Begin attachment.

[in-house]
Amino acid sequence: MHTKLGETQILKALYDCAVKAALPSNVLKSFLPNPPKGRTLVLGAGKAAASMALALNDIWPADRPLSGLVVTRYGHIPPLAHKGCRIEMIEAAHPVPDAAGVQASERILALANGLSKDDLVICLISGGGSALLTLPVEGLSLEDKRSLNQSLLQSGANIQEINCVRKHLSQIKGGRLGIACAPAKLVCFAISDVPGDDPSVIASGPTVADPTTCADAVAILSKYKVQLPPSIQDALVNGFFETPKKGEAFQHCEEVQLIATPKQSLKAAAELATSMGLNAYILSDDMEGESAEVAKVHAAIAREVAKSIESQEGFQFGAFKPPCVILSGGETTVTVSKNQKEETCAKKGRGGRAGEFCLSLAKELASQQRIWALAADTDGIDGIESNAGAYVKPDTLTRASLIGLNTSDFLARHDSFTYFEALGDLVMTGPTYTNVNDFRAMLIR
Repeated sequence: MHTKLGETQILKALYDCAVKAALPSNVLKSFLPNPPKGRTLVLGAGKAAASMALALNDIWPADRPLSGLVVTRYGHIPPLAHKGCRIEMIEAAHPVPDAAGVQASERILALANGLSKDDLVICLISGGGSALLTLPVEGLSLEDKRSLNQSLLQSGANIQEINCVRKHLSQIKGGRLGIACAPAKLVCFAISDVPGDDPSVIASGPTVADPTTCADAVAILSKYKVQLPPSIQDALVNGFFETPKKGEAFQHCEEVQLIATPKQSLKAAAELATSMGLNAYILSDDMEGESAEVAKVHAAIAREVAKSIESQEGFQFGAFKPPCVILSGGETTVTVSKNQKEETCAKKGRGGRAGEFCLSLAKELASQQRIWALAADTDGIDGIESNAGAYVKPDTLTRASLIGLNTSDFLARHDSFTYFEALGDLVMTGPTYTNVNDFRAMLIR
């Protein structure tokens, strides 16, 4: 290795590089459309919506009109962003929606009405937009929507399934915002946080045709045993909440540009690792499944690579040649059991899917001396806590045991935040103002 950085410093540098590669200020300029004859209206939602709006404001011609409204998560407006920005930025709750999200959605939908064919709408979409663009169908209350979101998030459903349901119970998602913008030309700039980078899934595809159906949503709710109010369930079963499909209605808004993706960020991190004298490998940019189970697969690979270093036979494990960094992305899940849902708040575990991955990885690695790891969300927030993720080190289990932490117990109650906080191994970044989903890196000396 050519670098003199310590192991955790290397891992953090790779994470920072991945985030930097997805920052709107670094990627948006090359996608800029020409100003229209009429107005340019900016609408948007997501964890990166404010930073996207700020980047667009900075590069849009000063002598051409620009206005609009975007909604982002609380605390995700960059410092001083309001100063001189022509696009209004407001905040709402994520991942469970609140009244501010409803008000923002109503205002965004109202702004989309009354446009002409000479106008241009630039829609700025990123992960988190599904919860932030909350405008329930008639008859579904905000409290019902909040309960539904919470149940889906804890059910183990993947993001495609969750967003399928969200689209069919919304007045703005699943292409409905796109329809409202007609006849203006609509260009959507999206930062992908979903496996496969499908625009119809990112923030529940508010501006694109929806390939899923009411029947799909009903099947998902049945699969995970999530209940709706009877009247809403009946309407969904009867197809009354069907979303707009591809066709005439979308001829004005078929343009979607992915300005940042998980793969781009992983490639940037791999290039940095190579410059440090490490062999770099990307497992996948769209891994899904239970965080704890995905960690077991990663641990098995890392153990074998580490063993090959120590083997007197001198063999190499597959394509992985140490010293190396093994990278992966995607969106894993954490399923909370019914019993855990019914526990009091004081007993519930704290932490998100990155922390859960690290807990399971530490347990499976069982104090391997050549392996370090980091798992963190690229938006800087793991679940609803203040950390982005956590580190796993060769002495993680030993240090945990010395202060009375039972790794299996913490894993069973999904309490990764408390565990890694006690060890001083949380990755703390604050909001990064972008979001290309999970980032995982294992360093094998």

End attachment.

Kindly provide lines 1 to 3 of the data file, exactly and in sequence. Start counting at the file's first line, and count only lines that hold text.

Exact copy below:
[in-house]
Amino acid sequence: MHTKLGETQILKALYDCAVKAALPSNVLKSFLPNPPKGRTLVLGAGKAAASMALALNDIWPADRPLSGLVVTRYGHIPPLAHKGCRIEMIEAAHPVPDAAGVQASERILALANGLSKDDLVICLISGGGSALLTLPVEGLSLEDKRSLNQSLLQSGANIQEINCVRKHLSQIKGGRLGIACAPAKLVCFAISDVPGDDPSVIASGPTVADPTTCADAVAILSKYKVQLPPSIQDALVNGFFETPKKGEAFQHCEEVQLIATPKQSLKAAAELATSMGLNAYILSDDMEGESAEVAKVHAAIAREVAKSIESQEGFQFGAFKPPCVILSGGETTVTVSKNQKEETCAKKGRGGRAGEFCLSLAKELASQQRIWALAADTDGIDGIESNAGAYVKPDTLTRASLIGLNTSDFLARHDSFTYFEALGDLVMTGPTYTNVNDFRAMLIR
Repeated sequence: MHTKLGETQILKALYDCAVKAALPSNVLKSFLPNPPKGRTLVLGAGKAAASMALALNDIWPADRPLSGLVVTRYGHIPPLAHKGCRIEMIEAAHPVPDAAGVQASERILALANGLSKDDLVICLISGGGSALLTLPVEGLSLEDKRSLNQSLLQSGANIQEINCVRKHLSQIKGGRLGIACAPAKLVCFAISDVPGDDPSVIASGPTVADPTTCADAVAILSKYKVQLPPSIQDALVNGFFETPKKGEAFQHCEEVQLIATPKQSLKAAAELATSMGLNAYILSDDMEGESAEVAKVHAAIAREVAKSIESQEGFQFGAFKPPCVILSGGETTVTVSKNQKEETCAKKGRGGRAGEFCLSLAKELASQQRIWALAADTDGIDGIESNAGAYVKPDTLTRASLIGLNTSDFLARHDSFTYFEALGDLVMTGPTYTNVNDFRAMLIR